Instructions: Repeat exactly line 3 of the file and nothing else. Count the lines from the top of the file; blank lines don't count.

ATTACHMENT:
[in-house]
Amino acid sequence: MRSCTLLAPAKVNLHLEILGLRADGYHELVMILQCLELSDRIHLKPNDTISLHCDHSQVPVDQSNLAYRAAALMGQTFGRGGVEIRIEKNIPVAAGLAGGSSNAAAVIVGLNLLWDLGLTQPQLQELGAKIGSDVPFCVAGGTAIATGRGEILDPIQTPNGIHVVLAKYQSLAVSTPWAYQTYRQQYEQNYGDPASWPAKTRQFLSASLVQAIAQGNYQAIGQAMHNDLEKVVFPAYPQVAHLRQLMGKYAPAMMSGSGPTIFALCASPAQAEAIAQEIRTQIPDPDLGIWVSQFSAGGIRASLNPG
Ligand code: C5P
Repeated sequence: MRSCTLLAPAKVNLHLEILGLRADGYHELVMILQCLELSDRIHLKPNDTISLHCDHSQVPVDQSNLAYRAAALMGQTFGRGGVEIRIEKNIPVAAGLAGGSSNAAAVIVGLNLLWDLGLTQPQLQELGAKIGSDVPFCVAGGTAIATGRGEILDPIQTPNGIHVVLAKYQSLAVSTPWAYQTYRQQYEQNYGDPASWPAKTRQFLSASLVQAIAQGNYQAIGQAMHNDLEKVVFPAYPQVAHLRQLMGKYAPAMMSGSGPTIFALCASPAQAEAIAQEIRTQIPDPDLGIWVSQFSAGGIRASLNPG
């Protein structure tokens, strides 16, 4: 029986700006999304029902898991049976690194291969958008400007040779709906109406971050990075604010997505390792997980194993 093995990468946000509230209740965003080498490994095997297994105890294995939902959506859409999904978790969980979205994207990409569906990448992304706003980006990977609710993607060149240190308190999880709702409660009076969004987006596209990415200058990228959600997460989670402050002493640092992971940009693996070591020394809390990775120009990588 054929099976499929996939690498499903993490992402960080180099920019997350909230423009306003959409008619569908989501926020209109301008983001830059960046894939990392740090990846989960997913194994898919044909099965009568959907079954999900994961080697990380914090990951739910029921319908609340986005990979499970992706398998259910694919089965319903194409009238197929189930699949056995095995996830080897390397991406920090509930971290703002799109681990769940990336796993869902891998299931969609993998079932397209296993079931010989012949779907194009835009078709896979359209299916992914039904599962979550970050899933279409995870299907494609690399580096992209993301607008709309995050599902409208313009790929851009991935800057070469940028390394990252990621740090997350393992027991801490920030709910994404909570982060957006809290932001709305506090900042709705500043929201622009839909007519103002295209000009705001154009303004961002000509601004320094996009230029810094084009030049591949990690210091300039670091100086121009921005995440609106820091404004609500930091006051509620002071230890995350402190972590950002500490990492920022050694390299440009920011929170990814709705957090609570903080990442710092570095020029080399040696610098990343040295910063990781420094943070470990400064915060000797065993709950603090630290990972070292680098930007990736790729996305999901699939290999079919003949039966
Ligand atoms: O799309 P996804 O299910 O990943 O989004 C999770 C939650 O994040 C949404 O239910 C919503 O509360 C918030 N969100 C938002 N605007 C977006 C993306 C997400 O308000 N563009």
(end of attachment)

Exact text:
Ligand code: C5P